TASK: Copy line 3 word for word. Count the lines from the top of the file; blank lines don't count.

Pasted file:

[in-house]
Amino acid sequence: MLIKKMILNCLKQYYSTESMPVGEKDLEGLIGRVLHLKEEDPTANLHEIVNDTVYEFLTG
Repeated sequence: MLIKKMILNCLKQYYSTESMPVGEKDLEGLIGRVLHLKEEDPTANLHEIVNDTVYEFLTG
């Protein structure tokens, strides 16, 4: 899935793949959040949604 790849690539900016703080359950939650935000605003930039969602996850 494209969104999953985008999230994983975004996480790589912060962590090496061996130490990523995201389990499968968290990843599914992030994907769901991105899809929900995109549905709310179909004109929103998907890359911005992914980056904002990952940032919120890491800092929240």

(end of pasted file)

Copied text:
Repeated sequence: MLIKKMILNCLKQYYSTESMPVGEKDLEGLIGRVLHLKEEDPTANLHEIVNDTVYEFLTG